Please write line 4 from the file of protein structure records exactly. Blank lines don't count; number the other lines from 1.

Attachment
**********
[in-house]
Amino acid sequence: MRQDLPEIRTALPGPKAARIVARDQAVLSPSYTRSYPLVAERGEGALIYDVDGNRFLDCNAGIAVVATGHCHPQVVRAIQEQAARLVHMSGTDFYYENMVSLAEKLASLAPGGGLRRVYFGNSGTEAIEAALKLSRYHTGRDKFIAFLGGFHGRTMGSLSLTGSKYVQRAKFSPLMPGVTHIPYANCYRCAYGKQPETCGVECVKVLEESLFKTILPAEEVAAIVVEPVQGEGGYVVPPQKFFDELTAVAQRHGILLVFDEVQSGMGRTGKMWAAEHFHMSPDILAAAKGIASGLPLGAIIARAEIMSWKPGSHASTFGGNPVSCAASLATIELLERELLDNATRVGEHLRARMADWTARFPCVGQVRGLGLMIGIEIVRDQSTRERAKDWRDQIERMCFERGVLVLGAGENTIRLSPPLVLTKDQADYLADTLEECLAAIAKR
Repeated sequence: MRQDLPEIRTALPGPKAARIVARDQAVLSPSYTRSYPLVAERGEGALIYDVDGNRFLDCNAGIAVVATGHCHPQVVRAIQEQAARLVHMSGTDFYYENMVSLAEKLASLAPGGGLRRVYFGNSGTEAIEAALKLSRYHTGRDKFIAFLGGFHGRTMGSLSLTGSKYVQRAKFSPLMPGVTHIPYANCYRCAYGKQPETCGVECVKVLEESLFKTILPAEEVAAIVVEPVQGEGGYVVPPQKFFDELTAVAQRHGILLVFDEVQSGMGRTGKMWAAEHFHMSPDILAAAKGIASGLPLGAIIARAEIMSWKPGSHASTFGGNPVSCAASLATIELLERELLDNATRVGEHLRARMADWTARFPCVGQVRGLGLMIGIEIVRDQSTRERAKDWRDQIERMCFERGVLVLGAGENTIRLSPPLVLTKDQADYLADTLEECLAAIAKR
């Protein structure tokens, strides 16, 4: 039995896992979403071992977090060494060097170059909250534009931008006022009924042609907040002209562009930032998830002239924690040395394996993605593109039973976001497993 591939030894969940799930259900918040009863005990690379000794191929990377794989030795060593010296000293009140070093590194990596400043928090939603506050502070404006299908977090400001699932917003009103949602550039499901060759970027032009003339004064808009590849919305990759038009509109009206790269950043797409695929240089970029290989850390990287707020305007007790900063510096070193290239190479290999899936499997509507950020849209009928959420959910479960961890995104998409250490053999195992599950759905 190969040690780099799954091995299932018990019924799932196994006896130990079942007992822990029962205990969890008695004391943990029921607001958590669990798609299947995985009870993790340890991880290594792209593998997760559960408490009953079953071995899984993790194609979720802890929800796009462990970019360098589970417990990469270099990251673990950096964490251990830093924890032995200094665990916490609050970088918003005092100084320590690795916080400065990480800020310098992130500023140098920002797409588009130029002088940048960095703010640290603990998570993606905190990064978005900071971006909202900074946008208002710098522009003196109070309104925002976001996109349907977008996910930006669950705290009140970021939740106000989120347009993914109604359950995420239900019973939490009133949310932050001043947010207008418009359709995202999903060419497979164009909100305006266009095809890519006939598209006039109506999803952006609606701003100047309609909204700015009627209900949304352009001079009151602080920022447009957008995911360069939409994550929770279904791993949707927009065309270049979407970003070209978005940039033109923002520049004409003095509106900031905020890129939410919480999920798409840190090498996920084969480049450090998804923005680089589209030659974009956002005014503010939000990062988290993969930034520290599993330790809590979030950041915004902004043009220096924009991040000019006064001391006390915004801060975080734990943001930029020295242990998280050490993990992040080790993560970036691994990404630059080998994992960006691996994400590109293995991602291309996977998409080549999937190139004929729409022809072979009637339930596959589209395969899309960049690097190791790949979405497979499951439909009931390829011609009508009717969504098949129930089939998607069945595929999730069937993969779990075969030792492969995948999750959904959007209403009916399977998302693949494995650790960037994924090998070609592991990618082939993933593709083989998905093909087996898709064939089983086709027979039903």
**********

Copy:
């Protein structure tokens, strides 16, 4: 039995896992979403071992977090060494060097170059909250534009931008006022009924042609907040002209562009930032998830002239924690040395394996993605593109039973976001497993 591939030894969940799930259900918040009863005990690379000794191929990377794989030795060593010296000293009140070093590194990596400043928090939603506050502070404006299908977090400001699932917003009103949602550039499901060759970027032009003339004064808009590849919305990759038009509109009206790269950043797409695929240089970029290989850390990287707020305007007790900063510096070193290239190479290999899936499997509507950020849209009928959420959910479960961890995104998409250490053999195992599950759905 190969040690780099799954091995299932018990019924799932196994006896130990079942007992822990029962205990969890008695004391943990029921607001958590669990798609299947995985009870993790340890991880290594792209593998997760559960408490009953079953071995899984993790194609979720802890929800796009462990970019360098589970417990990469270099990251673990950096964490251990830093924890032995200094665990916490609050970088918003005092100084320590690795916080400065990480800020310098992130500023140098920002797409588009130029002088940048960095703010640290603990998570993606905190990064978005900071971006909202900074946008208002710098522009003196109070309104925002976001996109349907977008996910930006669950705290009140970021939740106000989120347009993914109604359950995420239900019973939490009133949310932050001043947010207008418009359709995202999903060419497979164009909100305006266009095809890519006939598209006039109506999803952006609606701003100047309609909204700015009627209900949304352009001079009151602080920022447009957008995911360069939409994550929770279904791993949707927009065309270049979407970003070209978005940039033109923002520049004409003095509106900031905020890129939410919480999920798409840190090498996920084969480049450090998804923005680089589209030659974009956002005014503010939000990062988290993969930034520290599993330790809590979030950041915004902004043009220096924009991040000019006064001391006390915004801060975080734990943001930029020295242990998280050490993990992040080790993560970036691994990404630059080998994992960006691996994400590109293995991602291309996977998409080549999937190139004929729409022809072979009637339930596959589209395969899309960049690097190791790949979405497979499951439909009931390829011609009508009717969504098949129930089939998607069945595929999730069937993969779990075969030792492969995948999750959904959007209403009916399977998302693949494995650790960037994924090998070609592991990618082939993933593709083989998905093909087996898709064939089983086709027979039903």